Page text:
Tyrone McKinley Freeman, Madam C.J. Walker’s Gospel of Giving: Black Women’s Philanthropy During Jim Crow. University of Illinois Press, 2020. 304 pp.
Reviewed by D’Ann Campbell, Culver Stockton College
In our survey history classes, we discuss the differences between the robber barons and the captains of industry and base our assessment, in part, on what these white men did once they became millionaires. Did they decide to donate some of their newfound wealth to charity? Did they create and fund a university? Did they set up foundations to continue dispensing money for their pet projects after death? Were there strings attached to their philanthropy?
However, in the same period, there were a handful of women who became millionaires. Most inherited wealth from their husbands, such as Olivia Sage, but their giving patterns and wills were different from those of men. Madam C. J. Walker (1867-1919) was the first Black woman to create her own business, which enabled her to become “the first self-made female millionaire” (1). Historians have often discounted her pattern of giving because it was different from that of white people and seen as an exception to well-established rules. This six-chapter monograph of Madam Walker written by Tyrone McKinley, an assistant professor of philanthropic studies at Indiana University Lilly Family School of Philanthropy, provides insight into “what counts as philanthropy” (ix) and why a close examination of Madam Walker’s pattern of philanthropy can provide us with a much richer, deeper, and broader understanding of philanthropy. McKinley based his study on historiography in terms of secondary sources and methods, as well as prodigious archival research. He argues that Madam Walker is typical of Black women’s philanthropy which began with the foundations of our country — not with the captains of industry in the late nineteenth century — and is going strong today. Challenging the common misconception that only white people are philanthropists, McKinley argues that Madam Walker “…became a significant American philanthropist and a foremother of [B]lack philanthropy today” (1).
Madam Walker (born Sarah Breedlove) has been the subject of countless biographies, articles, plays, songs, and even an excellent multi-episode documentary on Netflix. McKinley begins by summarizing what others have documented. As explained by McKinley, Sarah Breedlove was “Black. Female. Daughter of slaves. Orphan. Child laborer. Widowed young mother. Penniless migrant. Poor washerwoman. Philanthropist” (1). The story of her rise to success is nothing short of amazing. McKinley argues that Breedlove/Walker and the Black women surrounding her may have first received help and support from others. Still, as soon as possible and as much as possible, they began giving back to their communities, churches, and clubs.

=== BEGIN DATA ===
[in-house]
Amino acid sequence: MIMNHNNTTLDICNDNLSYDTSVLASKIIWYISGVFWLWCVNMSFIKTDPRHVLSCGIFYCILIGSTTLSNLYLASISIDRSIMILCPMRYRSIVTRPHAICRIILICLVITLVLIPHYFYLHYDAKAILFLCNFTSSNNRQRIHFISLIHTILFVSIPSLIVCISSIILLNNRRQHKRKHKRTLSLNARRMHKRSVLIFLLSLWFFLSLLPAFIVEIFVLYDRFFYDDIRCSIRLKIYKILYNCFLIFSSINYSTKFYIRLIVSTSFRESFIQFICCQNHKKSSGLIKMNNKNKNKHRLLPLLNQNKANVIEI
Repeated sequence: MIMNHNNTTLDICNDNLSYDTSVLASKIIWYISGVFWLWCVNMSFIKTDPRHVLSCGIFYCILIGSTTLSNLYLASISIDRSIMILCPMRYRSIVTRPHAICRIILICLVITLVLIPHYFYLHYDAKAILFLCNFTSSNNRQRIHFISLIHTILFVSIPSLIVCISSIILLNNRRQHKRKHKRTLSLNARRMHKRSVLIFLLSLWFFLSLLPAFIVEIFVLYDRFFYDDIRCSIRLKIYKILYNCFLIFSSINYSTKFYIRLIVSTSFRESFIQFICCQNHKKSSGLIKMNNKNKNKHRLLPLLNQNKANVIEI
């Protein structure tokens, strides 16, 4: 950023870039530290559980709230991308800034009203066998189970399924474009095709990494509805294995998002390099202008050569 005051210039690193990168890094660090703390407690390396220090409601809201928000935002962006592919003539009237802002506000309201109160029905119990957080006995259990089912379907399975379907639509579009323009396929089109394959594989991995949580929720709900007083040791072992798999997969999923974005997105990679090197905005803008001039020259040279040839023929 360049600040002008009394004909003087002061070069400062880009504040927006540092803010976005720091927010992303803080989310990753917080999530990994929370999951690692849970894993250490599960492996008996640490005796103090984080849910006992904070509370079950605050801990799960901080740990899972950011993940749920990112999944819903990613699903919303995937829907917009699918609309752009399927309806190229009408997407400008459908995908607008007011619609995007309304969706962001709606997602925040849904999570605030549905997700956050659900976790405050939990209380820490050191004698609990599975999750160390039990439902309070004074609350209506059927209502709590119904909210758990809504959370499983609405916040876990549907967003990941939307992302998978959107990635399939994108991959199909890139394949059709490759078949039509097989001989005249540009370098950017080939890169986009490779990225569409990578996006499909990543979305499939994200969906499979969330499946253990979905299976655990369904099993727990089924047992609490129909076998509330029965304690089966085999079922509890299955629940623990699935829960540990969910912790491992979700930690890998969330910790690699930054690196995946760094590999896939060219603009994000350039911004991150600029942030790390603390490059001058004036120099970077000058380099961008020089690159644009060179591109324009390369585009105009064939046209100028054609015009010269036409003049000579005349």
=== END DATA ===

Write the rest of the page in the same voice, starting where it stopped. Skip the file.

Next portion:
Walker wanted to make a difference in the lives of average Black women, so she helped them get the education and jobs needed for them to become successful family breadwinners. She designed hair products for Black women, and when she settled in Indianapolis, her sales began to soar. As her product base expanded, she hired young Black women as salespeople and promoters.
While other studies of Walker have focused on her hair care empire, McKinley places her philanthropy at the center. Her philanthropy was much more than gifts to charities. She embodied the black women’s creed of volunteerism, giving of oneself too. As McKinley explains, “In the African American experience, philanthropy did not originate in wealth, but rather in resourceful efforts to meet social needs in the face of overwhelming societal constraints and impositions” (3). He clarifies, “It was less concerned with the exact form of gift giving than with the intent and appropriateness of the gift in responding to need” (3). He concludes, “As a result, African American philanthropy is better defined as a medley of beneficent acts and gifts that address someone’s needs or larger social purposes that arise from a collective consciousness and shared experience of humanity” (3-4). Therefore, Walker “did not create African American philanthropy, but she embodied [it]…” (9, emphasis in original). As McKinley later explained, “Her philanthropy emerged from four female networks and webs of affiliation that were grounded in collective consciousness and collaborative giving – washerwomen, churchwomen, clubwomen, and fraternal women – amid class distinctions” (192). As a result, McKinley concludes that “She was a significant American philanthropist whose giving thwarted Jim Crow in her day and changes the complexion and shape of generosity in ours” (199).
While others have utilized Walker’s will to illustrate her generosity, McKinley’s analysis of the document goes deeper. In the chapter on Walker’s legacy, McKinley explains that “Wills are not only legal documents but also personal stories and lasting legacies. They are personal narratives and direct instructions” (169). This point reminds me how our understanding of the history of the American West evolved a few decades ago because historians consulted women’s letters and diaries, which provided a much broader and deeper depiction of the role of families in opening and settling of the West. McKinley makes the critical point several times in his narrative that “One cannot study the history of African Americans without encountering their philanthropy; it is unfortunate that one can study the history of philanthropy without meaningfully encountering African Americans” (194, emphasis in the original). After McKinley’s study, I do not see how future historians of philanthropy in the United States could continue to exclude examinations of African American philanthropy.